NASA's Deep Impact probe has photographed the comet it will soon slam into.
The image was released Wednesday. It was taken April 25, when the spacecraft was 39.7 million miles from comet Tempel 1.
The comet appears as little more than a smudge against the vast black of space. But officials said it was the first of many portraits Deep Impact will make of the frozen chunk of water, rock and other materials.
On July 4, a probe released from the Deep Impact mothership will hit the comet, carving a crater and kicking up enough dust that researchers say the event should be visible to backyard stargazers with binoculars or small telescopes. Seasoned skywatchers might even spot the comet with the naked eye as it brightens temporarily.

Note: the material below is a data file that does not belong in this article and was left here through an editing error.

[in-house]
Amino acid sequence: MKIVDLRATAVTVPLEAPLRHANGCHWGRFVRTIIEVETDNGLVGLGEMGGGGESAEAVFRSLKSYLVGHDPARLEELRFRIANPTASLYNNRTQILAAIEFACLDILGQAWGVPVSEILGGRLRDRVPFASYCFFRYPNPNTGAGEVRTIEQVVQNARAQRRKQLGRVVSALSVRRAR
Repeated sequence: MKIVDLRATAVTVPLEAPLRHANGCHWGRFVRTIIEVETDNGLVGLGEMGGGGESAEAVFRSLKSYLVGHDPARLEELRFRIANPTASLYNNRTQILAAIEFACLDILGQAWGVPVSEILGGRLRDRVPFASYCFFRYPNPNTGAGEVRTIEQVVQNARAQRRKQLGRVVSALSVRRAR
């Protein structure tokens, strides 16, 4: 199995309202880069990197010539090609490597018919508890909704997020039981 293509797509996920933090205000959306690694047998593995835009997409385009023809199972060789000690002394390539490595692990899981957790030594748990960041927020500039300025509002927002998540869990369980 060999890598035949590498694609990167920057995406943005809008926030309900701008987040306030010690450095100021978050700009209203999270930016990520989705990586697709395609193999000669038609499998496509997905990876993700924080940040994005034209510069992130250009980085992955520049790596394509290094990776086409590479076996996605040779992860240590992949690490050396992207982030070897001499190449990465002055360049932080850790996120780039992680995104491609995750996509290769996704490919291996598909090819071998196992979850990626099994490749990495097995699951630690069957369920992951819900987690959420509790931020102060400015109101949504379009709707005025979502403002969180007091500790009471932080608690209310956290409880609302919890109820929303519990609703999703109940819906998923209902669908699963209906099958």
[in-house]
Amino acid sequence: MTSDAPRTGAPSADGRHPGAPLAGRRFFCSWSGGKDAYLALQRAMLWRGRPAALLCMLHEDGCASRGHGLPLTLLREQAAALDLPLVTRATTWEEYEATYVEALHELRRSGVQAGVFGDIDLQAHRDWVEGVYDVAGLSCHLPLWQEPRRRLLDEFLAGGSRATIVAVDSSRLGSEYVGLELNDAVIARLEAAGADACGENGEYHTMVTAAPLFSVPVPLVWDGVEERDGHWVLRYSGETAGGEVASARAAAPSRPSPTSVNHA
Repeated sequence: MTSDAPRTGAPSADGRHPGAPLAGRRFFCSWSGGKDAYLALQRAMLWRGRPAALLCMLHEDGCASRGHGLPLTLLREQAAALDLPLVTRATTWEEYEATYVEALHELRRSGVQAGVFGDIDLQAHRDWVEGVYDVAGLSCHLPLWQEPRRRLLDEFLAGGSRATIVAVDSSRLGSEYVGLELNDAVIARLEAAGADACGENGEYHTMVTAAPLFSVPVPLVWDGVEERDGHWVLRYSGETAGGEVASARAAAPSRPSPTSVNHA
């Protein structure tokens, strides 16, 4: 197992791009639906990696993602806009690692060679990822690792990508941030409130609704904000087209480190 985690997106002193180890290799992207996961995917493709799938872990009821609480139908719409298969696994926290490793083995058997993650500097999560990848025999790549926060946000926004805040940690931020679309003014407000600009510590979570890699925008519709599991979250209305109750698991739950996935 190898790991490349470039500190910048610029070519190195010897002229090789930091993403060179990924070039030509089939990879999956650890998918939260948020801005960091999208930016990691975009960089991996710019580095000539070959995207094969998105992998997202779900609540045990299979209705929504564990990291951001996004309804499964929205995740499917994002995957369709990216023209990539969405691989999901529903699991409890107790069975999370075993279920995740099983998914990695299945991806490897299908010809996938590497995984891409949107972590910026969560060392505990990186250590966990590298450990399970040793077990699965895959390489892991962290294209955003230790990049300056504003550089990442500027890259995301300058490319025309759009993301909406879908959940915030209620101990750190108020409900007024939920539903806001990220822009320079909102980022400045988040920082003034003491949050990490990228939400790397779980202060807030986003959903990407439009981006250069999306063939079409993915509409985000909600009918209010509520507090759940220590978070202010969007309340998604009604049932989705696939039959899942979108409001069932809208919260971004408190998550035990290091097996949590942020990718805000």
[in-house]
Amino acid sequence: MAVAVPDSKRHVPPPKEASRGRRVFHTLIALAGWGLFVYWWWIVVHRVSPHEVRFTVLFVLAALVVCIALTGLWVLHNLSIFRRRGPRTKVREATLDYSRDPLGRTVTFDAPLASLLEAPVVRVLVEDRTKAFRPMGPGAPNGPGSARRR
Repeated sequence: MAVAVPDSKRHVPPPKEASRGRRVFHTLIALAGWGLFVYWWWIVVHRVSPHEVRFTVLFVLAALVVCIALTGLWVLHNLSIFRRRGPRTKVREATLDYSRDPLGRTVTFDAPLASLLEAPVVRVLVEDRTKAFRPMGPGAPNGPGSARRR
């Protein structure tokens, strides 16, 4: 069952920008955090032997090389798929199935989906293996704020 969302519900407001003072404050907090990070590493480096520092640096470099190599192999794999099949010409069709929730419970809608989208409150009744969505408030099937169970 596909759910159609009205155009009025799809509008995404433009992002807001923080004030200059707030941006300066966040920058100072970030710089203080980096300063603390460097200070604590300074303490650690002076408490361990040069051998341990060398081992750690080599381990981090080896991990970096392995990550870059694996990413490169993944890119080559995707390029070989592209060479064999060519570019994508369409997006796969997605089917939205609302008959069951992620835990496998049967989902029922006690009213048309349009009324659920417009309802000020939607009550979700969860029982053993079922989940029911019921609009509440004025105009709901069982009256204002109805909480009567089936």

Deep Impact is designed to give researchers their first glimpse of the inner workings of a comet. By crashing the impactor into Tempel 1, thought to be a rather typical example of comets, researchers hope to glimpse pristine material that have not changed since the formation of the solar system.